On December 26, 2018, Justice Bransten of the New York County Commercial Division issued a decision in IsZo Capital LLP. v. Bianco, 2018 NY Slip Op. 33384(U), dismissing a breach of fiduciary claim under the business judgment rule, explaining:
Plaintiffs allege Defendant Bianco failed to consent to refinancing the 111 W. 57th Street project, resulting in substantial litigation and loss to the company. Specifically, the Complaint alleges that there was no legitimate justification for Bianco’s linking acquiescence to the refinancing with obtaining documents which would settle litigation concerning the equity put right provision of the agreement between Ambase and the Sponsor. There is no underlying allegation of bad faith or self-dealing insofar as the failure to consent to refinancing is concerned, and the Plaintiff’s conclusory assertion that the failure to consent was a breach of fiduciary duty. In fact, there is nothing in the Complaint to indicate – and indeed the Plaintiff seems to concede – that this was nothing more than a business decision made by the board.
Because allegations consisting of bare legal conclusions, and factual claims which are inherently incredible, are not presumed to be true and are not accorded every favorable inference the Court disregards the allegation that the business decision was made in bad faith. Given that the court must conclude the allegations relate to a good faith business decision of the board, the Court applies the business judgment rule. Under the business judgment rule, the Court will not substitute its judgement for that of the board if the latter’s decision can be attributed to any rational business purpose.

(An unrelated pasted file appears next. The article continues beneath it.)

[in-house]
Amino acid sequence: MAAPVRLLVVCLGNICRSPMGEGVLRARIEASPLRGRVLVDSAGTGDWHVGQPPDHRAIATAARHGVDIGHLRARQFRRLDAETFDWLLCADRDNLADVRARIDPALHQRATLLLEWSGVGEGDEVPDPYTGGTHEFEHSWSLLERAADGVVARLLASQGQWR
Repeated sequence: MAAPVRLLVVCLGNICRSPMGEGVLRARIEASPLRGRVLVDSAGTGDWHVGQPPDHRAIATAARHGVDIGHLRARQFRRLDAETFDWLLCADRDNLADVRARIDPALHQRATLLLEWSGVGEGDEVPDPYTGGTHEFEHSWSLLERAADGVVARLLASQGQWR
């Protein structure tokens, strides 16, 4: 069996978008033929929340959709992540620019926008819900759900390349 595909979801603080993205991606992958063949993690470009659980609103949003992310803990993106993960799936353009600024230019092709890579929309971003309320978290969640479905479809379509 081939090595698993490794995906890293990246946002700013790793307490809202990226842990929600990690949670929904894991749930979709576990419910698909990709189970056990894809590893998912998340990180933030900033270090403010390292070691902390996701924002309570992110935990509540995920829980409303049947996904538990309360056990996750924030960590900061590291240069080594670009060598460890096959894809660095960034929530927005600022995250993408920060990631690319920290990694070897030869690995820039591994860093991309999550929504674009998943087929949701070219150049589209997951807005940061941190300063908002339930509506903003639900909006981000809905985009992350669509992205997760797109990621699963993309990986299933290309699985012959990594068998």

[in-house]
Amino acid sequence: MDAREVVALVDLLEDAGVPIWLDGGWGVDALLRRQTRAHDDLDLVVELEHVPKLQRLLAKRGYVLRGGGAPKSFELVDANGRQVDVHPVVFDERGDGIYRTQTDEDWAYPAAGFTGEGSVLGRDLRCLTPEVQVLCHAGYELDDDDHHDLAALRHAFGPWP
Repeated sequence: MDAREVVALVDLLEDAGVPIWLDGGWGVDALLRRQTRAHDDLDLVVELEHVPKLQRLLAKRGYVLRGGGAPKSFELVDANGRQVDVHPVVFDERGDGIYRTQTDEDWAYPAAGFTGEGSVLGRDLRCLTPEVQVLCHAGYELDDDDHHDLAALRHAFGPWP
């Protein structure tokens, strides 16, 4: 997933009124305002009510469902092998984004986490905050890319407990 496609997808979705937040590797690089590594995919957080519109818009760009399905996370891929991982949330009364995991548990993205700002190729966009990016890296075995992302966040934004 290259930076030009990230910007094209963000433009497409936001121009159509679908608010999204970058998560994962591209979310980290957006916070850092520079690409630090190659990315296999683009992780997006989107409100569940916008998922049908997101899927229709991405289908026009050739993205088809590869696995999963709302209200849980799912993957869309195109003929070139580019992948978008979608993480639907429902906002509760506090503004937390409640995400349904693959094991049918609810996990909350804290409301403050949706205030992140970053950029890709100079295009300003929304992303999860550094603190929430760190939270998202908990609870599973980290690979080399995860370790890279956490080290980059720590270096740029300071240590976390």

(Internal quotations and citations omitted).
Fiduciaries have special duties. But as this decision shows, in normal circumstances, a court will show deference to a fiduciary’s business decisions. We both bring and defend breach of fiduciary duty and professional malpractice claims and other claims relating to the duties of trustees and professionals such as lawyers, accountants and architects to their clients. Contact Schlam Stone & Dolan partner John Lundin at firstname.lastname@example.org if you or a client have questions regarding such claims or appeals of such claims.
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